The anti-corruption investigators had originally sought a life ban against the two most powerful men in football over a two-million-franc ($2-million) payment that Blatter authorized for Platini.
“The investigatory chamber intends to appeal against the decision for Mr Blatter and Mr Platini at the Fifa appeal committee,” said Fifa ethics committee spokesman Andreas Bantel.
The case is the latest in an escalating series of scandals since Swiss investigators detained several Fifa officials in Zurich on May 29th.
Blatter and Platini were suspended from all football activity for eight years by a Fifa tribunal on December 21st.
The ethics judges rejected corruption charges but said the pair had abused their positions in making the controversial payment.
The ethics committee is split in two.
The investigatory chamber looks into corruption cases while its adjudicatory chamber acts as judges.
Blatter and Platini have denied any wrongdoing and vowed to make appeals to Fifa as well as the Court of Arbitration for Sport and even Swiss courts if necessary.
Platini lodged his appeal at Fifa on Monday, his entourage said.
Blatter, who has led Fifa for 17 years, said the payment to Platini, the president of Europe's governing body Uefa, was for consultancy work carried out between 1999 and 2002.
They have said there was only an oral contract for the accord but insisted it was legal.
“There was no evidence of any corrupt conduct and the Fifa Adjudicatory Chamber got it right in that regard,” said Blatter's US lawyer Richard Cullen.
“Some members of the Investigatory Chamber were disappointed that their theory was rejected for lack of evidence and we remain confident that the facts demonstrate Mr. Blatter and Mr. Platini's conduct was appropriate in all respects and that the appeal committee will agree,” he added.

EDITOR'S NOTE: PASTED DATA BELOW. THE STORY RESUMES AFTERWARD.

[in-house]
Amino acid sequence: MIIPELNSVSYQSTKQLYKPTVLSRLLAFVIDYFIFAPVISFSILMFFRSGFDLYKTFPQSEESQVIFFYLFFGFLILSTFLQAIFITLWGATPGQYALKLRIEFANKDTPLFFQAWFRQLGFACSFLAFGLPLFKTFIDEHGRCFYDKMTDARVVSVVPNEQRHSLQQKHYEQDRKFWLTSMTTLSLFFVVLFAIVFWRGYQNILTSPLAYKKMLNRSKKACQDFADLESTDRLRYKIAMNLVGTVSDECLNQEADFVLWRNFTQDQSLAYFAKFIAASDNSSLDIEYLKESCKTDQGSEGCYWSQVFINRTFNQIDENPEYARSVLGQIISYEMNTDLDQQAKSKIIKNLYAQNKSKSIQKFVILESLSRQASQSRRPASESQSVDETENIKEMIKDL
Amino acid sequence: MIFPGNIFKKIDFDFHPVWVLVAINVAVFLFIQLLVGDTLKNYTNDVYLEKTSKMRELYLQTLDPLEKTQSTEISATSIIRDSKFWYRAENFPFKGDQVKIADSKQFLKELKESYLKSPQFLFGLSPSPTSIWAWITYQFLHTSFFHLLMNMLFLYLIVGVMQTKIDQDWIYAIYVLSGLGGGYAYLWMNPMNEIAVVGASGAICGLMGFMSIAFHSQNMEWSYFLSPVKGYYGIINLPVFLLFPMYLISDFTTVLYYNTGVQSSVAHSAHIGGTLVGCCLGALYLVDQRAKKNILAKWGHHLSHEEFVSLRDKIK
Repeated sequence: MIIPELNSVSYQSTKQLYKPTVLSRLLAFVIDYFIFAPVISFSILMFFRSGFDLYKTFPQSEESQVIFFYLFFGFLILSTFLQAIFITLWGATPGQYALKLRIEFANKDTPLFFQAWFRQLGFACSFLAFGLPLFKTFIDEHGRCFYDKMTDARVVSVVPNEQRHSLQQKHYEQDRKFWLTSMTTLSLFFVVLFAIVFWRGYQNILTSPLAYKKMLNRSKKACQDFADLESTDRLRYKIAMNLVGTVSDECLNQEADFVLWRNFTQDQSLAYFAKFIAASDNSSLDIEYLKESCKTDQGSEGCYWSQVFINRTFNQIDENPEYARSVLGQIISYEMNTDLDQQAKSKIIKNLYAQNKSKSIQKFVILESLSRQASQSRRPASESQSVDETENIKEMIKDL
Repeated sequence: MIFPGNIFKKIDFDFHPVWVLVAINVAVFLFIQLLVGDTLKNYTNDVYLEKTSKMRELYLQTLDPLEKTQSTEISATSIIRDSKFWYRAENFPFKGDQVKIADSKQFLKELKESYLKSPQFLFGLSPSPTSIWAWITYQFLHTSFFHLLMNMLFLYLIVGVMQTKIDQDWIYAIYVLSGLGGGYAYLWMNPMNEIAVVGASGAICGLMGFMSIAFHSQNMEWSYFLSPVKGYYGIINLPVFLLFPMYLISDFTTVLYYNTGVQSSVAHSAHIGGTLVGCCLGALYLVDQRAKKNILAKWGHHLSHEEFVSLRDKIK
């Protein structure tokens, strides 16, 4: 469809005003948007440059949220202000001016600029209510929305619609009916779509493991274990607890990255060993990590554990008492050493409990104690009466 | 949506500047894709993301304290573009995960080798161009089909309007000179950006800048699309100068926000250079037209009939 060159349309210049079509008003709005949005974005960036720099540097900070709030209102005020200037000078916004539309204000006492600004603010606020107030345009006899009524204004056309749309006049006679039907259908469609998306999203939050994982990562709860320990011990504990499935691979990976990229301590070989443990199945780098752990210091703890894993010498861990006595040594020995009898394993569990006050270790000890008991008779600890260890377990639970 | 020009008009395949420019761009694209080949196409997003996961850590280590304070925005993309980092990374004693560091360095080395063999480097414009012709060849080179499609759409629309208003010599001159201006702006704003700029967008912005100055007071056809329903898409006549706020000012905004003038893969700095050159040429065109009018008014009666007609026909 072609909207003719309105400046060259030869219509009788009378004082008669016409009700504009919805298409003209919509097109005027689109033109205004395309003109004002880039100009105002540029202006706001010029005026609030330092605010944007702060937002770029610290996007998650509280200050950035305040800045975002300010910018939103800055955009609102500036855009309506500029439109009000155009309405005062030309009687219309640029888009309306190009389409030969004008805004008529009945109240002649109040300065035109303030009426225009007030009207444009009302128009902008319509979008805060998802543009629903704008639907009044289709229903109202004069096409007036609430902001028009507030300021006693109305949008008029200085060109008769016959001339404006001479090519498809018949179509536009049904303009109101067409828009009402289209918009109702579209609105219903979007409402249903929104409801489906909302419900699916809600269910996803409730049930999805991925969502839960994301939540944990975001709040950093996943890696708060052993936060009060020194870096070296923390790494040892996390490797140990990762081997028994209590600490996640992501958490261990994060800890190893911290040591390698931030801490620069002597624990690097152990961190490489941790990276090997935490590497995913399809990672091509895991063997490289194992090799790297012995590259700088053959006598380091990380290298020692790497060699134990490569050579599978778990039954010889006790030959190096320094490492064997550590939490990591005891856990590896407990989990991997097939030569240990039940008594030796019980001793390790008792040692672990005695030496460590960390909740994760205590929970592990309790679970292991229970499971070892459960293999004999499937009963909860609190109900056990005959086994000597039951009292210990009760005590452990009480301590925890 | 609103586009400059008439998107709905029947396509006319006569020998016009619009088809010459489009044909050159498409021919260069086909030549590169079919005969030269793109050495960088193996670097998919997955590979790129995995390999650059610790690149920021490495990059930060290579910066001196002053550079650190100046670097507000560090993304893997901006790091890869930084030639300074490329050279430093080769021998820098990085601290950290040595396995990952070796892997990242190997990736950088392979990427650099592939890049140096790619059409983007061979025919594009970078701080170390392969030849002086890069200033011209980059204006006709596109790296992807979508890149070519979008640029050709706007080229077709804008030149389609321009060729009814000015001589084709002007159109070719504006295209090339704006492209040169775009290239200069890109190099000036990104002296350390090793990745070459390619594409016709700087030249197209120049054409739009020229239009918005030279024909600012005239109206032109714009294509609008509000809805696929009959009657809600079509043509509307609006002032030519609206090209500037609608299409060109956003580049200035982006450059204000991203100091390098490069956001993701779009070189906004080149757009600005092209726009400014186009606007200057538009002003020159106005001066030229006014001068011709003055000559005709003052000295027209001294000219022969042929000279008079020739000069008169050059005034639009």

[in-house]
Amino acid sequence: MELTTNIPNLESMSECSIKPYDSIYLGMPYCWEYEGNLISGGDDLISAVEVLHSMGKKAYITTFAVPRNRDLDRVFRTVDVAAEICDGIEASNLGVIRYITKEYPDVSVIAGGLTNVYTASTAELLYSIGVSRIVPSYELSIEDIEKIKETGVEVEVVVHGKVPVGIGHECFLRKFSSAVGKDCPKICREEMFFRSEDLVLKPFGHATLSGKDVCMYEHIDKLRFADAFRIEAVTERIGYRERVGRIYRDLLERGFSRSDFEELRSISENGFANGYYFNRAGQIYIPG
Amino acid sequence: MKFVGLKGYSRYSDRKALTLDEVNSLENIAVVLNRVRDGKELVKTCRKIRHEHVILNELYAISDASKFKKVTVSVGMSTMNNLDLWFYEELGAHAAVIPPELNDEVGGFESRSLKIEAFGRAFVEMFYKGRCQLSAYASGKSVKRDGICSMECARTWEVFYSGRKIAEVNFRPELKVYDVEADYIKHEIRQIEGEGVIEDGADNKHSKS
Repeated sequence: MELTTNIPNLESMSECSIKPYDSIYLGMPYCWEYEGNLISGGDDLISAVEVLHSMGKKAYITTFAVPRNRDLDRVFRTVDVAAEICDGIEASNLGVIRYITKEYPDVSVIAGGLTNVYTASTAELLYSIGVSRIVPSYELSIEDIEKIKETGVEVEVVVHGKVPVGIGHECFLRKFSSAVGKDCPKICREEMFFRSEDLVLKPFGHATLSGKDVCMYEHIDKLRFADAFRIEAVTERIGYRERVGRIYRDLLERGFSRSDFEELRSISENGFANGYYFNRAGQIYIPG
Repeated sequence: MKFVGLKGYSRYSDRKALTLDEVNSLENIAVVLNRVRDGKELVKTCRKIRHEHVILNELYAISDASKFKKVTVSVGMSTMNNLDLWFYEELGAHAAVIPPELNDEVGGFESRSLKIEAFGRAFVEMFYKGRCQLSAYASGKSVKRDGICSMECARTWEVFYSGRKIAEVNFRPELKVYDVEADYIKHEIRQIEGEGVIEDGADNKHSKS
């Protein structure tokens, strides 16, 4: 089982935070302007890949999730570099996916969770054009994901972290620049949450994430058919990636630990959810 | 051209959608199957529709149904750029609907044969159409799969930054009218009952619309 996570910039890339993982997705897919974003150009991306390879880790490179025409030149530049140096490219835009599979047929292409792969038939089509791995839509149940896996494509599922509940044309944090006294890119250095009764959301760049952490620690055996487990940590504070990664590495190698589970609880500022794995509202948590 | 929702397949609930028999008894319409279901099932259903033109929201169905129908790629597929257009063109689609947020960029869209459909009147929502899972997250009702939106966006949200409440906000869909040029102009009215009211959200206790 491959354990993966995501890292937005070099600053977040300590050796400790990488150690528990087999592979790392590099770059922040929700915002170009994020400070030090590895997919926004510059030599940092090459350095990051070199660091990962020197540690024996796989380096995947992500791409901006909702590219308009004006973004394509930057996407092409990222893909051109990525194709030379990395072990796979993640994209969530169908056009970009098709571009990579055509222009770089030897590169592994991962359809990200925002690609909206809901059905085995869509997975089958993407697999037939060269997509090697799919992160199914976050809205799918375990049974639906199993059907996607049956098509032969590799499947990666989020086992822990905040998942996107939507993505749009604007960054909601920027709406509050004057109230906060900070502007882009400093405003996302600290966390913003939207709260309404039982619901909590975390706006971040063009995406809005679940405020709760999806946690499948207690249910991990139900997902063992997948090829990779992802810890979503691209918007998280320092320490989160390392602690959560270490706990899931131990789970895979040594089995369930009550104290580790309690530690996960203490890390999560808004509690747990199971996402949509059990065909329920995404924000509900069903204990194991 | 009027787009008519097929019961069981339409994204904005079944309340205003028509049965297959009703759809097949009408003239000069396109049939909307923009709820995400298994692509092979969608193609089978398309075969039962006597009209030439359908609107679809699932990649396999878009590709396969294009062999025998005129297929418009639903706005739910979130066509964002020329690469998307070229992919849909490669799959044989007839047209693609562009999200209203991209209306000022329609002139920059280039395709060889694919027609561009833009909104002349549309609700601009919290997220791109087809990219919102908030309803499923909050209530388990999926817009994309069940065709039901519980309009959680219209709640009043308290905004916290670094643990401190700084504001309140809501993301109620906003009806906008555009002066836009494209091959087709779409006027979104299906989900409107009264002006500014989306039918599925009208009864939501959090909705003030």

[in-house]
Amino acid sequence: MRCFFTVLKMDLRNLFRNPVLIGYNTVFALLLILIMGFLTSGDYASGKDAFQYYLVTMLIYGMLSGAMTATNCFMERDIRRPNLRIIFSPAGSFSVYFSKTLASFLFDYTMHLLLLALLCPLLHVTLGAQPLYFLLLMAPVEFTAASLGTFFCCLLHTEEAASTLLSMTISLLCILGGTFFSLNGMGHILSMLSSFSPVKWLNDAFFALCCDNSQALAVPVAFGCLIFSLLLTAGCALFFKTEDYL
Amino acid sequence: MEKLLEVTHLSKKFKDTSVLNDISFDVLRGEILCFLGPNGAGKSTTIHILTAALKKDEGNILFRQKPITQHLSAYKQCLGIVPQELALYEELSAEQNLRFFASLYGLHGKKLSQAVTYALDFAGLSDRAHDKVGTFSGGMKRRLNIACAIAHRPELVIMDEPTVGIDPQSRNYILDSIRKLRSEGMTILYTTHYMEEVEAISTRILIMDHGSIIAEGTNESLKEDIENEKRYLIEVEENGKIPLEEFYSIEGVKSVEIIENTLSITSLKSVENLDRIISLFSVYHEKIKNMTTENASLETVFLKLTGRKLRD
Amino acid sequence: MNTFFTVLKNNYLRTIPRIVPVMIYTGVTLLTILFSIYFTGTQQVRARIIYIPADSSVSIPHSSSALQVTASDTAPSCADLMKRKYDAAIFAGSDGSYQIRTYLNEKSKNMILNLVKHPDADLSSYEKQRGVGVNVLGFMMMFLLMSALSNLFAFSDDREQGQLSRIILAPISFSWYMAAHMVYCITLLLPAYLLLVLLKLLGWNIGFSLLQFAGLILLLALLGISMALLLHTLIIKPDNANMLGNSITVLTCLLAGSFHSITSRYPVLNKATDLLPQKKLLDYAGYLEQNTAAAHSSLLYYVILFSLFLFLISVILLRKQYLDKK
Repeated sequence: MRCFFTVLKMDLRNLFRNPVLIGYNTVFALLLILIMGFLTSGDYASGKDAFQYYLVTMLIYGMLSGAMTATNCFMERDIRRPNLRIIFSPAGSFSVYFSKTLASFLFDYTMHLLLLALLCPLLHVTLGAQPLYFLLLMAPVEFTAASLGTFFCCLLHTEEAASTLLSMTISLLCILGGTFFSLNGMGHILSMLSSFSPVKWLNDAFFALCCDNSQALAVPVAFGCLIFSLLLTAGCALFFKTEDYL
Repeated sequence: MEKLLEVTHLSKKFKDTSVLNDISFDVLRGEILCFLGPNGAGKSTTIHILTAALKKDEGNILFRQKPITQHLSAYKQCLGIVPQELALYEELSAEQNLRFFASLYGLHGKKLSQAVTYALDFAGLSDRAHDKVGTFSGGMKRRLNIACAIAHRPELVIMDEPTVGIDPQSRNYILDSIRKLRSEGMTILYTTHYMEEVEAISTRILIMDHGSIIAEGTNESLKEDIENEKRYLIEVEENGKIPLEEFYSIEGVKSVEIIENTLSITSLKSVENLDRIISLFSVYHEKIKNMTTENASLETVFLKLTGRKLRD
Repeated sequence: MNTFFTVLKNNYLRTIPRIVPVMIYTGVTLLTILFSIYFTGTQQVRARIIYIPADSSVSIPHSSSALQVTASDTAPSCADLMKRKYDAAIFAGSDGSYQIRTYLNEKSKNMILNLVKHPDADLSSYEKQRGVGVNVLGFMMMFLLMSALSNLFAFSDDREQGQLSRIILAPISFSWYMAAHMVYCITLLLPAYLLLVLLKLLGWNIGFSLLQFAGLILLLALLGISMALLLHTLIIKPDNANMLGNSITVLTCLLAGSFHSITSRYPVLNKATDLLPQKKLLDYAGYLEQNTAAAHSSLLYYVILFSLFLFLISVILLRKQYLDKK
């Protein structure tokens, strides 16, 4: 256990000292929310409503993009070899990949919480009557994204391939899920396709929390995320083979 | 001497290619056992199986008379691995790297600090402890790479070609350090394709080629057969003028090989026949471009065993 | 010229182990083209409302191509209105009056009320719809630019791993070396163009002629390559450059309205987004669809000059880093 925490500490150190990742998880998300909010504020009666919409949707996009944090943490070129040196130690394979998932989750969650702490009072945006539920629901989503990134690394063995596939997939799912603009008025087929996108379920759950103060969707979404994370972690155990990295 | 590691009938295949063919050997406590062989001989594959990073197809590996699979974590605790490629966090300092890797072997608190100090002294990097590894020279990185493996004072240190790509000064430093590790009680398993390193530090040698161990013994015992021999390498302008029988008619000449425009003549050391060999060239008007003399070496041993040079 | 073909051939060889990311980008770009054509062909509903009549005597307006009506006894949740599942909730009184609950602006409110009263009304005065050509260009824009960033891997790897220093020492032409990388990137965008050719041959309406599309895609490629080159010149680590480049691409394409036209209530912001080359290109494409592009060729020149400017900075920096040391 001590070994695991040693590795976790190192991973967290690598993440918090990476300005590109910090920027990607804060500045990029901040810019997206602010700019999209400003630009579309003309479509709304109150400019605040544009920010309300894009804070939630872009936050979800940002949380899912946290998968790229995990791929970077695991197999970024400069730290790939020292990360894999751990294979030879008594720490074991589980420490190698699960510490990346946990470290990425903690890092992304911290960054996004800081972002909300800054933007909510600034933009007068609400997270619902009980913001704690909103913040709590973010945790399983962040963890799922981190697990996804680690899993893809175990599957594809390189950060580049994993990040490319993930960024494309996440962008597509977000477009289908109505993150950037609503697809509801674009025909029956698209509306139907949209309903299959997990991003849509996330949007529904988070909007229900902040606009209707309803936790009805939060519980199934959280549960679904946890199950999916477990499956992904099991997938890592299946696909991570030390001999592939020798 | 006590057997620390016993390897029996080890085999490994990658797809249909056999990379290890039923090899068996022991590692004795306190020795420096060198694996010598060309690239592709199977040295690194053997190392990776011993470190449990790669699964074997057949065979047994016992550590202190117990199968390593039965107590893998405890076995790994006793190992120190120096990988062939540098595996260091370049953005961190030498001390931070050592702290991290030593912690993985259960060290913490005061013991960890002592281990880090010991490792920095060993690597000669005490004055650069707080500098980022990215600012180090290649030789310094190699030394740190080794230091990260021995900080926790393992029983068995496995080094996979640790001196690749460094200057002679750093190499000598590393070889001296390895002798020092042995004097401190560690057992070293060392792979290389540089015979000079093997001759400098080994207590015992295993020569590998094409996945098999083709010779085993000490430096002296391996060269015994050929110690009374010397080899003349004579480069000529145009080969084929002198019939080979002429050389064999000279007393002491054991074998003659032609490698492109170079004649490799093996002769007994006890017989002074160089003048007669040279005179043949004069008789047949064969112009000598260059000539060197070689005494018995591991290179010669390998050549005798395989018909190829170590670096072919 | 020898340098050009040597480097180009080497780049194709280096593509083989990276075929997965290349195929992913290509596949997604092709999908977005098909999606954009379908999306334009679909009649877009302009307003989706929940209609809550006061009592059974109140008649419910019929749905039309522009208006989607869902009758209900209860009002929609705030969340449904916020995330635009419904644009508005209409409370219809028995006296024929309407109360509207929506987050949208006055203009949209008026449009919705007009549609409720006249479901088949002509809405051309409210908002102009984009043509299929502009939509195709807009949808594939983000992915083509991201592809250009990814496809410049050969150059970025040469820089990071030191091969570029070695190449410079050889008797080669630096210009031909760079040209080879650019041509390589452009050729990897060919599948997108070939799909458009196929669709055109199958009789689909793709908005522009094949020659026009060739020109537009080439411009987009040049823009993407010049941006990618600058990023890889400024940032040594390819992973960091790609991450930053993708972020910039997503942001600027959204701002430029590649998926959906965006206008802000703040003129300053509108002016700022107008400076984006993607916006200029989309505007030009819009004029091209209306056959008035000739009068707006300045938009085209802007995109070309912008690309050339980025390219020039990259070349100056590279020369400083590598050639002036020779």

Blatter, 79, was to stand down at a Fifa congress on February 26th when a special election is to be held.
He wants to clear his name so he can officiate at the assembly.
The suspension devastated 60-year-old Platini's hopes of becoming Fifa leader.
The Frenchman announced last week that he was withdrawing from the Fifa race to concentrate on clearing his name.
Fifa's appeal committee rarely reduces sanctions imposed by the governing body's ethics or disciplinary panels.
In 2013 the appeals committee increased an eight year term ordered against Vernon Manilal Fernando, a former Fifa executive committee member from Sri Lanka, to a life ban.
The withdrawal of Platini has left five candidates for the Fifa presidency: Asian Football Confederation president Sheikh Salman Bin Ebrahim Al Khalifa, Uefa general secretary Gianni Infantino, South African tycoon Tokyo Sexwale, former Fifa vice president Prince Ali bin al Hussein from Jordan and a former Fifa official Jérôme Champagne.
The corruption scandals have grown with 39 individuals and two companies now facing charges in the United States over more than $200 million in bribes paid for sports contracts.